If you are buying a home, it is important for you to have a say in choosing your closing date. Selecting the right day can help you avoid spending unnecessary cash and reduce the odds that a deal-delaying mistake is made.
"For most buyers, a home is the most important purchase they'll make, and the closing is the beginning of it," says Scott Penner, a real estate attorney in Milford, Conn.
Mortgage lenders will generally need up to 45 days to approve financing, says Penner. But beyond that, buyers should work with their lenders and agents to find a date that works for all parties. Here are three tips experts say homebuyers should review before selecting a closing date.
No. 1: Consider month end if cash is low
If you're buying a home and cash flow is an issue, choosing a closing date near the end of the month will reduce the amount of prepaid interest you have to pay, says Shandra Sullivan, a real estate agent with Solid Source Realty in Atlanta, Ga.
Typically, borrowers prepay interest to cover the period from the closing date until month's end, and then they skip another month before their mortgage payment is due, she explains.
A closing on November 1 requires more prepaid interest than a closing on November 30, so scheduling a later date could help if closing funds are a concern, Sullivan says. However, this is more of a cash-flow strategy rather than a money-saving tactic, she says.
"If you're tight on cash and need to minimize the amount you bring to the closing table, there's an argument that can be made to wait to close until later in the month," Penner says.
There is a potential drawback, however. Other buyers will likely schedule their closings at the end of the month for the same cash flow reasons, causing a rush for lenders, says John Walsh, president of Total Mortgage Services in Milford, Conn.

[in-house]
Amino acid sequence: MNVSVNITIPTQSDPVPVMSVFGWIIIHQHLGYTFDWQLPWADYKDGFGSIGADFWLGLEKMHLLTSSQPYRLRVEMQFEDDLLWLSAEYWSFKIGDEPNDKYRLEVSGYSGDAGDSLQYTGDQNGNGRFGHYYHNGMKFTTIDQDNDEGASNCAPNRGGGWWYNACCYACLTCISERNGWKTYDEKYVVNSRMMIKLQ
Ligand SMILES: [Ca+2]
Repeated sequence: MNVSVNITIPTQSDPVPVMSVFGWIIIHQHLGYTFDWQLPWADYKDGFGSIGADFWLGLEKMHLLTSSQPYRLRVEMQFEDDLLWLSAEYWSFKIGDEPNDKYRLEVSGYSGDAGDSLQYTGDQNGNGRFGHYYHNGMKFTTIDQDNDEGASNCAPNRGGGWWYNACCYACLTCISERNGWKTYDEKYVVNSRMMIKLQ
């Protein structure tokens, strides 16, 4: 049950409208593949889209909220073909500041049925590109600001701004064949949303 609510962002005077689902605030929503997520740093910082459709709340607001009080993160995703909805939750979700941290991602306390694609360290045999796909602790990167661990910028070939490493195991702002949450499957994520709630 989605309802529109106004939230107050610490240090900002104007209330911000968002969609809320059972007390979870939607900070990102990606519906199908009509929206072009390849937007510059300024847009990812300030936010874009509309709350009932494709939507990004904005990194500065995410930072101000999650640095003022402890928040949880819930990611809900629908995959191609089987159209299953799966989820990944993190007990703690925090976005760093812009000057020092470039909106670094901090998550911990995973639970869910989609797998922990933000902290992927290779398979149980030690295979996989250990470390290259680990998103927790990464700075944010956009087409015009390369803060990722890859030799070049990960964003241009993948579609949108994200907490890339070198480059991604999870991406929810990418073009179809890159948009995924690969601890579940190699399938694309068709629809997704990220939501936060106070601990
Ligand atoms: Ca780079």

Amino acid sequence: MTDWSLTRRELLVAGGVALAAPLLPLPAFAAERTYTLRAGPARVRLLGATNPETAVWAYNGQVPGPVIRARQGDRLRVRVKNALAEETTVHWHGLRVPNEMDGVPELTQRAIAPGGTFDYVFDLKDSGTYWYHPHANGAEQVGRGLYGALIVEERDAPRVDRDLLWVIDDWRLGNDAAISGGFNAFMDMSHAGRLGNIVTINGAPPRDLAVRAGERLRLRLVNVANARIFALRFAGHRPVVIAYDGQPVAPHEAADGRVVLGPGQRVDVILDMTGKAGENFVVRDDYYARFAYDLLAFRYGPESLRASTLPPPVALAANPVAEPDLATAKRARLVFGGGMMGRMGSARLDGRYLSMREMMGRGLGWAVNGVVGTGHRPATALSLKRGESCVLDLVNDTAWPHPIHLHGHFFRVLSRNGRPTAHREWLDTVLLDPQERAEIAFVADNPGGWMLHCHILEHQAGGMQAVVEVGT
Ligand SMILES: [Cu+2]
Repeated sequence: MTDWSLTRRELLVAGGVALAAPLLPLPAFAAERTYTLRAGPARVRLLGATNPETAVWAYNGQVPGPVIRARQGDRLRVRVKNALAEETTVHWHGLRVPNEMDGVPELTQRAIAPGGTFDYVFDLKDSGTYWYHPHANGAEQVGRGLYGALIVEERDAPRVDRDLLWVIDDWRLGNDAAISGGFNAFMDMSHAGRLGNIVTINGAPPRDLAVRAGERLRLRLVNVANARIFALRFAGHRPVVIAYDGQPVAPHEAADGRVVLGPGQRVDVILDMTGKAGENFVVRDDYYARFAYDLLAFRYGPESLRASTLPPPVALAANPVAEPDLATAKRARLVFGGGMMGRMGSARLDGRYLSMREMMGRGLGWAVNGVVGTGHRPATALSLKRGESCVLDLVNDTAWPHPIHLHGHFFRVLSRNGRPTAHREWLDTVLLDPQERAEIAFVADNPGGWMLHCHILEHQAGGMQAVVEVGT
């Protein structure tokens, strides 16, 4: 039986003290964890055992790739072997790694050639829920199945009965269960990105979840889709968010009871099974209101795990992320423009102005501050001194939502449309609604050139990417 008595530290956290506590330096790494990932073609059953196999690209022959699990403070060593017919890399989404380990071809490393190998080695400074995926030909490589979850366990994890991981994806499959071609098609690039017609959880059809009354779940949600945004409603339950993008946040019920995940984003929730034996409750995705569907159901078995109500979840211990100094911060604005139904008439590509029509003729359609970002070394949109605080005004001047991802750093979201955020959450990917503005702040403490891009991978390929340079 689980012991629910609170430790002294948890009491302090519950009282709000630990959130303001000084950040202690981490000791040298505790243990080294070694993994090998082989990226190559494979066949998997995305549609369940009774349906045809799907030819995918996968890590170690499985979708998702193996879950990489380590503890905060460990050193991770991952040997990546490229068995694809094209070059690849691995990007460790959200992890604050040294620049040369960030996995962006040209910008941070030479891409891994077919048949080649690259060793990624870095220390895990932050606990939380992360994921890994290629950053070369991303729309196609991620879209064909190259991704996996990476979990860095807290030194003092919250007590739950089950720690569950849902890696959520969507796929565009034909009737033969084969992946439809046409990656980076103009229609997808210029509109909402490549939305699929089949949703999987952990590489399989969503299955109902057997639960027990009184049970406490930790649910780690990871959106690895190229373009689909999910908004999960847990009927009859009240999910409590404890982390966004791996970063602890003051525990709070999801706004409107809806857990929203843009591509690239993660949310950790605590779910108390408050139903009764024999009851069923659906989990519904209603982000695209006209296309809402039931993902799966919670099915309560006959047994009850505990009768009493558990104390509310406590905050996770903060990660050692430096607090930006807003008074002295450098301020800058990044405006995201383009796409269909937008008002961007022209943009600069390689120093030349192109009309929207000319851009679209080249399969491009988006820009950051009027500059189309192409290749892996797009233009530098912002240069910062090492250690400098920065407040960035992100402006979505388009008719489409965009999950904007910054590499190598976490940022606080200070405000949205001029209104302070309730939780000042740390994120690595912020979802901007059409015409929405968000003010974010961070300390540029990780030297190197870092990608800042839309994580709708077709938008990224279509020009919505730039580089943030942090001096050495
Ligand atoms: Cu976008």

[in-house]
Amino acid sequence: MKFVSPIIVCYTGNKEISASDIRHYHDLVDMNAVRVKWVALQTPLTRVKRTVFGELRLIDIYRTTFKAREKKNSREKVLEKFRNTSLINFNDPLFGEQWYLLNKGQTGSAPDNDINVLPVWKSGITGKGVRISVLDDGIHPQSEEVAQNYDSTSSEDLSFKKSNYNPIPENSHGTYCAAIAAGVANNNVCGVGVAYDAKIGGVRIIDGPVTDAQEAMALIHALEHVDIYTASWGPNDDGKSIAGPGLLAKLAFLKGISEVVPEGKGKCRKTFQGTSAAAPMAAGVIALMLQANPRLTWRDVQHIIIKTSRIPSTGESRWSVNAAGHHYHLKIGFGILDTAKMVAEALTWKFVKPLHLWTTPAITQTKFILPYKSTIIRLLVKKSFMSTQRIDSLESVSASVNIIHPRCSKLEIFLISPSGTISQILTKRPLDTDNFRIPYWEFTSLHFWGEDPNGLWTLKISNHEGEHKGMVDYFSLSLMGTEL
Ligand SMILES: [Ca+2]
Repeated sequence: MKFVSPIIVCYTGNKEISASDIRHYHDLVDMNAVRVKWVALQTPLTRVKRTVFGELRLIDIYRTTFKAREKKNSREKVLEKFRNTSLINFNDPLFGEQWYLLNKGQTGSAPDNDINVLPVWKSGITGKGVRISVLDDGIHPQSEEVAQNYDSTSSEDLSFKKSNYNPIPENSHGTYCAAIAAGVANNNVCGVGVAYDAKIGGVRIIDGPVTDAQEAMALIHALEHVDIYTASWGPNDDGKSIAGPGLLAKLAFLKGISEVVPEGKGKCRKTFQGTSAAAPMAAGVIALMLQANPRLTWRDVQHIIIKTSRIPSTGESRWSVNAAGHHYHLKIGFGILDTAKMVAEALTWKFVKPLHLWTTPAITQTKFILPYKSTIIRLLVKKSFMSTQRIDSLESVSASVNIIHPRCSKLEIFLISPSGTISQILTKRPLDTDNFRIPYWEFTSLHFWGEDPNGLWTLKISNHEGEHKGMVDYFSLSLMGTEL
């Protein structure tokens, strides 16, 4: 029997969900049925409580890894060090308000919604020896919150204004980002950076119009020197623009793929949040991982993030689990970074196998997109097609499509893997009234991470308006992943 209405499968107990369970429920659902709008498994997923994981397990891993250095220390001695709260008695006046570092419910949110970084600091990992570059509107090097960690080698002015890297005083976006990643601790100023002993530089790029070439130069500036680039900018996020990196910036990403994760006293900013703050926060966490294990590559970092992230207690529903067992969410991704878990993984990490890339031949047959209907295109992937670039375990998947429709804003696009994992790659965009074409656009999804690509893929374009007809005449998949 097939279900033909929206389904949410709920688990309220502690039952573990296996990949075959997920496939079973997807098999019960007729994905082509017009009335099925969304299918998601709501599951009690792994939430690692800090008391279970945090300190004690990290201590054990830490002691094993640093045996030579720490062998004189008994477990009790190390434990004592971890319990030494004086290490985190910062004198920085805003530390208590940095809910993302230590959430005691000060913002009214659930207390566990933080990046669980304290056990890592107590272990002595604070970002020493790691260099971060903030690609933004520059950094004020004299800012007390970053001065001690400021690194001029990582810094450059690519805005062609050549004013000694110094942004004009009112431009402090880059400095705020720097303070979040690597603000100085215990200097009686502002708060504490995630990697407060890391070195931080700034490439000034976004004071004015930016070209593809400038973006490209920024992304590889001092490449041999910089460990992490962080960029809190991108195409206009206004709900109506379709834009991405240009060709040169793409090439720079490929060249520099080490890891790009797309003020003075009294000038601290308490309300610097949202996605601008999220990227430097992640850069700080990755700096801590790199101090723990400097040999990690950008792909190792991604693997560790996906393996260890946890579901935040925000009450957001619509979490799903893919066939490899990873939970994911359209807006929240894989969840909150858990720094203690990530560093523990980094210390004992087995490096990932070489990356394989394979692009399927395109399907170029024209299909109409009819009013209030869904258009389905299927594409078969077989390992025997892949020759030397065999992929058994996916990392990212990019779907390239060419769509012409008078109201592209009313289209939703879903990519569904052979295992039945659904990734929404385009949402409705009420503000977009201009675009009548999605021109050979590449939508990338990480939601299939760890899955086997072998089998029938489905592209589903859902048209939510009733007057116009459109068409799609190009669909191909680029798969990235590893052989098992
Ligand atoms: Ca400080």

If the mortgage broker is backlogged, or there's a glitch somewhere along the way, the closing could be delayed into the next month. Walsh suggests a compromise: Schedule your closing sometime during the last two weeks of the month. This would cut down on the amount of prepaid interest and still give you enough wiggle room if your closing date is pushed back.
No. 2: Know when you're ready to move
Schedule the closing date around the time you are ready to take possession of your new home, Sullivan says.
For some people, taking possession means moving in. For others, it is the time they are able to start renovations on the property, Sullivan says. Either way, a mistake many buyers make is to schedule their closing at the end of one month to save on prepaid interest, but then they don't take possession until the middle of the next month, she explains.
"There's no need to pay for a property you're not utilizing," Sullivan says. Instead, ensure the closing date is scheduled for when you are physically ready for your home, she says.
Another tip is to coordinate the move-in date with the move-out date of the property you're leaving. "You won't have to pay for temporary housing before the move," Sullivan says.
No. 3: Beat the holiday rush
Many owners want to schedule a closing right before a holiday so they can use the down time to move, Walsh says. But a better choice is to schedule the closing within a few days of the holiday, not the last business day before, he says.
"I wouldn't schedule the Wednesday before Thanksgiving. If [because of a delay] you don't end up closing on that day, you're not going to close until the following week," Walsh says.
The same rule applies for Friday deals. "You get this mad rush to close right before those weekends, and many things are done last-minute," Penner says. More mistakes can occur if people are rushing through their paperwork to beat the Friday deadline, he says.
Instead, Penner suggests setting the closing date for the middle of the week, so that participants aren't as hurried.
When it comes to selecting the best day to close on a home, it's important to prioritize time for funding, and make moving arrangements. After that, homebuyers should work with their agents and lenders to find a date that's good for all participants, but allows leeway in case there's a small delay.